Never knowingly undersolved.

Financial Times 12501/Io

Posted by neildubya on July 4th, 2007


IO was another new name to me until I checked the Setters page here and found that he is also Nimrod and Enigmatist, which explained a lot. Unusual to see a preamble in a daily puzzle too; this one read “The “ones” are of a kind; their clues lack further definition”. They turned out to be artists; thematic clues are asterisked below.

1,29 A PICTURE PAINTS A THOUSAND WORDS – which links in with the “ones”.
10 NOT,ER – the second but last one I filled in. “Observe” is defined in the Chambers online dictionary as “to examine and note” although I’m not completely convinced that an “observer” is a NOTER.
*11 DONATE,LL,O – “overhead” for O would give some people the heebie-jeebies…
12 O in ROSTER – …as would “Empty duty list” here. We have to interpret this as “duty list” with “nothing” (“o”) in it.
*19 R.E.M,BRAND,T – Wikipedia helpfully informs us that R.E.M is a stage of sleep “characterised by rapid eye movements” – that’ll be where they got the name from then.
*20 MO,NET
22 EMI in SPED – very skewed syntax in this clue. It reads “Ran music organization, breaking part of foot” but we’re supposed to interpret it as “Music organization breaking ran part of foot”, which is obviously gibberish. My feeling is that this is a step too far – if you have to bend the syntax that much to get a better surface reading (which isn’t even particularly convincing) then surely it’s better to just write a different clue? It wouldn’t be so bad if the word was common but SEMIPED is not in the Concise OED or Chambers Online.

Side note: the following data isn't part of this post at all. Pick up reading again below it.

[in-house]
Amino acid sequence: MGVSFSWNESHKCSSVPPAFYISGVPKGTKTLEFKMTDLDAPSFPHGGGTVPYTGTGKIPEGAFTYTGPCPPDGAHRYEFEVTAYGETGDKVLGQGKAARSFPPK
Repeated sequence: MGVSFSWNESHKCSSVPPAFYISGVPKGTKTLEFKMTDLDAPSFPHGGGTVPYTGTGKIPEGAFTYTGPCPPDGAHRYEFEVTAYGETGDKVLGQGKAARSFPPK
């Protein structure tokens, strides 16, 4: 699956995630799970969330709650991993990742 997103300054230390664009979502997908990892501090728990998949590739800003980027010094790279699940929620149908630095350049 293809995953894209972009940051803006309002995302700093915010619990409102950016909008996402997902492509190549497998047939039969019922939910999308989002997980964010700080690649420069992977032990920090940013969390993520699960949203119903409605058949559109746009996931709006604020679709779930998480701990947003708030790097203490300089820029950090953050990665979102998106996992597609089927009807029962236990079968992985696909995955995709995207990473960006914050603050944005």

*25 V, R in EMEER
27 (SO STAND UP)* – I guess this is SANDSPOUT as it’s the only thing that will fit but I can’t find the word defined anywhere online (it may well be in Chambers though). The surface reading (“Feature of Desert Storm, so stand-up wags“) is incomprehensible to me but maybe someone else would like to have a go at interpreting it?
2 PET,LEU in ROM – another kerrazy surface reading.
*3 TO,ROC (going up) – not an artist I’ve ever heard of but not too tricky wordplay.
*5 hidden in “modERN STyle”.
6 (THE HAMLET)* – nice clue; best of the puzzle I think.
7 hidden in “EuclideaN ALGOrithms” – NALGO is (or was) the National Association of Local Government Officers.
8 S,(LOTS ON)* – STOLON(S) was new to me. I had S?O?O?S so it was either going to be SLOTONS or STOLONS and I went for the latter.
*9 INGRES(s)
15 PA in PARIS,US (the last bit going up) – can’t remember how I knew PARI PASSU – probably from another crossword. “Romantic city” is a fairly obvious signpost for PARIS and “old man” is often PA.
17 IT,IT (going up),VAT,ED – I knew TITIVATE was a word but didn’t know what it meant and it was a bit suprising to learn the meaning; feels like it should mean something else, although I’m not sure what.
*22 MUN(i)CH
24 D,IOTA – another new one to me. Took a while to work out “a little” was IOTA.

One Response to “Financial Times 12501/Io”

  1. John H says:

    This puzzle took me ages to solve.

    Needed help with DIOTA and SEMIPED.

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